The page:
Winter wheat variety plot tours
Winter wheat faced significant challenges this year, and the SDSU Crop Performance Testing (CPT) plots were certainly not spared. Some of the locations have already been destroyed in hopes of raising other crops, while others remain intact with hopes of gathering viable yield data.
Besides providing yield, test weight and other valuable information, Winter Wheat CPT plots also provide an opportunity for producers to learn about new, up and coming varieties. Between plots being abandoned and positions open at SDSU Extension, crop tours will be scaled back a little this year, but Winter Wheat Variety Plot Tours are planned near Ideal, SD on July 1 and Martin, SD on July 2 in south-central South Dakota.
The tour near Ideal, SD will be held at the Jorgensen Farm, beginning at 5:30 p.m., CDT. From Winner, SD, go 8.5 miles north on N County Road, 2.5 miles west, 4 miles north and 0.5 miles west. You can also go 1 mile east, 1 mile north and 0.5 miles west of the Ideal, SD Post Office. Speakers will be Steve Kalsbeck, Sr. Research Associate with the SDSU Winter Wheat Breeding program, and Bob Fanning, Plant Pathology Field Specialist. A meal will be served following the tour, sponsored by Winner Seed, Simplot Soil Builders and Country Pride Coop.
The Winter Wheat Variety Plot Tour at Martin will begin at 5 p.m., MDT and is located 5 miles east of the stop light in Martin, on the south side of SD Hwy 18-73. Farm Credit Services of Rapid City will be providing refreshments.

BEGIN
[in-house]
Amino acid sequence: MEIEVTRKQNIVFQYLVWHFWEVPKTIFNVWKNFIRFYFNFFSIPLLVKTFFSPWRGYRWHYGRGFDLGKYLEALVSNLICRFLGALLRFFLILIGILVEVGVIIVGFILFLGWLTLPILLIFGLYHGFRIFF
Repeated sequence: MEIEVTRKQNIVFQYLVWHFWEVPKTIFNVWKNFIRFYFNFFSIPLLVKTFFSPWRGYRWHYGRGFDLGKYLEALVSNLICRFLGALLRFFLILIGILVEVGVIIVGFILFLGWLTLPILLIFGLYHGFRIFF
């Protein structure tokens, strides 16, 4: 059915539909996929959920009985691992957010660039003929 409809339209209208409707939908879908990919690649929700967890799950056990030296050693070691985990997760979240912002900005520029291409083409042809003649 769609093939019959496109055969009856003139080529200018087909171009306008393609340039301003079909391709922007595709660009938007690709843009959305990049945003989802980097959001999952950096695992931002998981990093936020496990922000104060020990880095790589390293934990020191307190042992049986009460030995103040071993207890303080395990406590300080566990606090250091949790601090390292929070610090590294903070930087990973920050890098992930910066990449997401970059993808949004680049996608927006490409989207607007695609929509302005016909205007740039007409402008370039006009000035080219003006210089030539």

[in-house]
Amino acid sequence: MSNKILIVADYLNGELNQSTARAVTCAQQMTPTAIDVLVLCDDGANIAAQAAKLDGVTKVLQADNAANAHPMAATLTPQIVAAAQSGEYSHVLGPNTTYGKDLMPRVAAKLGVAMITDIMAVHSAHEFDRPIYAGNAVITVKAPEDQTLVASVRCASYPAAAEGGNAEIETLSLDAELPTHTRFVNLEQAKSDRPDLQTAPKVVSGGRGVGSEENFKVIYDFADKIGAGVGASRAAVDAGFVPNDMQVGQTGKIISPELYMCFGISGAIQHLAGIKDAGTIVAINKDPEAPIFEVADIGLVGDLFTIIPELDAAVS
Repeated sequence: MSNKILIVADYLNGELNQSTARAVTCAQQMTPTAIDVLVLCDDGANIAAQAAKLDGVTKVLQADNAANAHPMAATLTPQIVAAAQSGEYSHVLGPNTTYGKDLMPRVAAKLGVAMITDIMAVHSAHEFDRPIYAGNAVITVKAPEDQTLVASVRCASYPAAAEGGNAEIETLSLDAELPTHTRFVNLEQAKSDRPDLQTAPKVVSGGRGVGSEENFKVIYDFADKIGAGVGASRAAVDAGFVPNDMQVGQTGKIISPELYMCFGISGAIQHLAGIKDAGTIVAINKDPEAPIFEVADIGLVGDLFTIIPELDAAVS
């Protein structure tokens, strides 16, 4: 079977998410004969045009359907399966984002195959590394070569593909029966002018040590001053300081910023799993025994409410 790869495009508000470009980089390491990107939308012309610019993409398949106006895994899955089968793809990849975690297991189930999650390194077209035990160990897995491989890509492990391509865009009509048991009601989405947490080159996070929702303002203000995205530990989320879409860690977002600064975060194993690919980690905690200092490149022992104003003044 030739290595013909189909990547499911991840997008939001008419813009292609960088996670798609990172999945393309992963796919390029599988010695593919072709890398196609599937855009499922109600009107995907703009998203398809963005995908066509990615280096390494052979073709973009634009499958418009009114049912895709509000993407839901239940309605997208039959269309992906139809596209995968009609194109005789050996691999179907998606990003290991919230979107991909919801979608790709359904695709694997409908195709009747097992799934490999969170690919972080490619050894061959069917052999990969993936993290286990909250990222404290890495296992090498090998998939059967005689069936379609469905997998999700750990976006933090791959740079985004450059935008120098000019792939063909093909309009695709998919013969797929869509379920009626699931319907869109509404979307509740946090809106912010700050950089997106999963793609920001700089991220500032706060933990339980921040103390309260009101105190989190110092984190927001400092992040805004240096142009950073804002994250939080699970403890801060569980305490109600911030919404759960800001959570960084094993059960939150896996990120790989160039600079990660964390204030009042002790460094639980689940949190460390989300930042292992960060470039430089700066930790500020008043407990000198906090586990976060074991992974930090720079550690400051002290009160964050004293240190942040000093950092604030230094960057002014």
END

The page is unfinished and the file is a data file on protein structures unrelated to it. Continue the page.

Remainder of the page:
Visit iGrow.org for information on other crop tours across South Dakota.
Some winter wheat did not vernalize
Earlier this spring, many winter wheat producers, agronomists and crop insurance adjusters were deliberating if winter wheat stands were adequate, what yield they might produce, and if the crop vernalized. As discussed in past articles, winter wheat must vernalize in order to enter the reproductive stage, i.e. elongate and produce a seed head.
Again, in order for the vernalization process to occur, the wheat kernel must at least begin the germination process (at a minimum absorb moisture and swell), then go through a period of time at a temperature below 48 degrees F. This period of time can vary from as little as a few days for some of the early, winter tender varieties; to as long as 3 weeks for the later, winter hardy varieties. The maximum temperature may also vary slightly, depending on the earliness/winter hardiness of the variety. This process usually occurs in the fall, before winter sets in, if adequate soil moisture is present to germinate the seed. Vernalization can also occur during the winter if warm spells begin the germination process, or early in the spring.
It is virtually unheard of for fall planted winter wheat not to vernalize in South Dakota. The winter wheat year of 2012-13 will certainly go down in the record books in confirmation that this anomaly can occur. As of June 19, there were reports of winter wheat not yet jointing, indicating that the plants did not vernalize, and in some fields, the majority did not. There is no way to determine for sure a winter wheat plant vernalized until it elongates or fails to do so.